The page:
Justin Fields’ progress through Year 2 came in stages.
Now, that’s apparently a stage for some rather wild comparisons.
Matt Eberflus didn’t want to compare Fields’ sophomore progress at this point with Dallas Cowboys quarterback Dak Prescott, a player he was around as a linebackers coach. He did it anyway.
New Bears defensive tackle Justin Jones didn’t want to compare Fields to his former QB with the Chargers, Justin Herbert. He did it anyway.
“Well, I think Justin Fields is a different quarterback than Justin Herbert,” Jones said. “A bit different player, different guys.”
Herbert has 69 touchdown passes in two seasons after a phenomenal start as a deadly pocket passer with a career rating of 97.9. Fields, meanwhile, has seven TD assists and is better out of pocket after one season.
“What I will say about Justin Fields, though, is that he really loves football,” Jones said. “He’s got dominant field leadership, a legit field general. He confuses guys, gets guys forward, stuff like that.
“I feel like the pace of his game has picked up since last year. Obviously the first year before your second year, your speed of play excelled a lot. I feel that personally. I’m really excited by the season it is Once you’ve played your freshman year you’ve seen the speed of the game, you’ve seen how the guys move, how fast the window closes, you see how fast the receivers go open, I’m excited. He’s much more comfortable now.”
The comfort factor is something quite obvious to Fields’ teammates on offense.
“Just like he commands everyone on the field,” tight end Cole Kmet said. “I think we’ve run a little two minutes the last two weeks. He’s just been great in terms of vocalizing for everyone and showing what he wants from everyone.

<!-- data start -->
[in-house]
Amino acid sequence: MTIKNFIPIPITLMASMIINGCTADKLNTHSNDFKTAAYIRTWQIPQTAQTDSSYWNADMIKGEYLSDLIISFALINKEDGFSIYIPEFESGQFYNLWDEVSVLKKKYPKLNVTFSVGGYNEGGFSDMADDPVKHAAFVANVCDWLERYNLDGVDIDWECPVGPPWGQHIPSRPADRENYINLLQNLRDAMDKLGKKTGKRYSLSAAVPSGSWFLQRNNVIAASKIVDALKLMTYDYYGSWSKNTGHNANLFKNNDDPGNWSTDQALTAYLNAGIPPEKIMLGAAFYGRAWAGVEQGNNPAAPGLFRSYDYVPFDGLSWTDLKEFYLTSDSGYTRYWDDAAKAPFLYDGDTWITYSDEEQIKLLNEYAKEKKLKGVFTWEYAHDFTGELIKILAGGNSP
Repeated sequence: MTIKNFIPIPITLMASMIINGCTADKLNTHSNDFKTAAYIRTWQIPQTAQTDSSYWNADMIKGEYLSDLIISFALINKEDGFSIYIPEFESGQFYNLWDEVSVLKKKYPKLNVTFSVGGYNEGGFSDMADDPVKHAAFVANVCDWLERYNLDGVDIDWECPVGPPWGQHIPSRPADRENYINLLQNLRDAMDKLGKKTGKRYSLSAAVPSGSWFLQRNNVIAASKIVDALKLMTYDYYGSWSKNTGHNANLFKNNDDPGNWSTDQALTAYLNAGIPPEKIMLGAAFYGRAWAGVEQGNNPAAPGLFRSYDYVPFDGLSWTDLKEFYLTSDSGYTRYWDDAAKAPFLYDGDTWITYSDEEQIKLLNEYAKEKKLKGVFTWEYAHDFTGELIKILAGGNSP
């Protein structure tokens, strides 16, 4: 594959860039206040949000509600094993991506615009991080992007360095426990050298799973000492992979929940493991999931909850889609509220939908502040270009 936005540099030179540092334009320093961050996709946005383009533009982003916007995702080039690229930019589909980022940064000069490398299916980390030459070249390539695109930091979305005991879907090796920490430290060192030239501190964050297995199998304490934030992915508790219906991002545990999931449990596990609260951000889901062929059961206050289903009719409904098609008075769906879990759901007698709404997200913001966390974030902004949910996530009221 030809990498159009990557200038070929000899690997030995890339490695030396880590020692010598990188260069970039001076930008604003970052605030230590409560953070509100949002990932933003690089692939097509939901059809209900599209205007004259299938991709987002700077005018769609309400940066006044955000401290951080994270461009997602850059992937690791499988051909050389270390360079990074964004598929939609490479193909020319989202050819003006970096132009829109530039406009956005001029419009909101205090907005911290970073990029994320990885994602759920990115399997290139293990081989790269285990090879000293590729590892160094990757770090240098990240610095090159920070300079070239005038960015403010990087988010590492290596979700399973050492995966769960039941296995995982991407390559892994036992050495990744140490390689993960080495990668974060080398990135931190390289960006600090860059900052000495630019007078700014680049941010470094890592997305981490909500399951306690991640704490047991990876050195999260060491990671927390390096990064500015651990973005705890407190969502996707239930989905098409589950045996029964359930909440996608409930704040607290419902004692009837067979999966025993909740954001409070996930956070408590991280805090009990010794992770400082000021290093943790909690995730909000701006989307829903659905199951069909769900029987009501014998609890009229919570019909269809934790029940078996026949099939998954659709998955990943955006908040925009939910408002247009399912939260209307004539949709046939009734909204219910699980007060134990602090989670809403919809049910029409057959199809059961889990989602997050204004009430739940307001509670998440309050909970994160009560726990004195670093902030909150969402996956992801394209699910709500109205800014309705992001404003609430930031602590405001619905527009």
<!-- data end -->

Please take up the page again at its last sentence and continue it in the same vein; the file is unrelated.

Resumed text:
“It was fun to be a part of and fun to watch and exciting to continue building on that leading into training camp.”
This manifests in simple things like calling plays with authority in the caucus.
“Just when he comes in to state the play or give us what we need to know to go out and run the play, it’s a lot more fluid,” center Cody Whitehair said. “He says it with more confidence, and I think that’s just him growing from Year 1 to Year 2. But we like where Justin is at and we’re really excited for the year.”
The actual comparison made by Eberflus indicates progress.
“Yeah, so I could really compare that to Dak (Prescott) the most because he was young like that when I was there, as a rookie and then a second-year player and him, we saw him grow right before our eyes,” Eberflus said. “And he’s a talent, you know he’s a guy who can throw in time but also make extended plays and throw down the field and that’s where I see Justin at.
“And I’m not trying to compare these two players, they’re different players. But you can definitely see the leap we’re going to take with Justin and I can see those things as he starts to mature in attack. ”
This is undoubtedly a tough comparison, as Prescott had 45 touchdown passes and just 17 interceptions in his first two seasons. He had a phenomenal 23 touchdowns and four interceptions as a rookie in 2016 with a career-best passer rating of 104.9.
Fields’ career was the exact opposite early on, with 10 interceptions and a 73.2 passer rating.
Eberflus said he liked Fields’ deep passes and saw a fundamental improvement since he started working with offensive coordinator Luke Getsy and QB coach Andrew Janocko.
“I would just say Luke and Andrew are doing a great job with footwork and timing,” Eberflus said. “That, to me, is obvious. You just asked that question, I just…boom…right here.”
For the comparisons to be believable, the Bears will need to see more than footwork, timing and huddle confidence.
They should see more results similar to those posted by the two quarterbacks in their comparisons.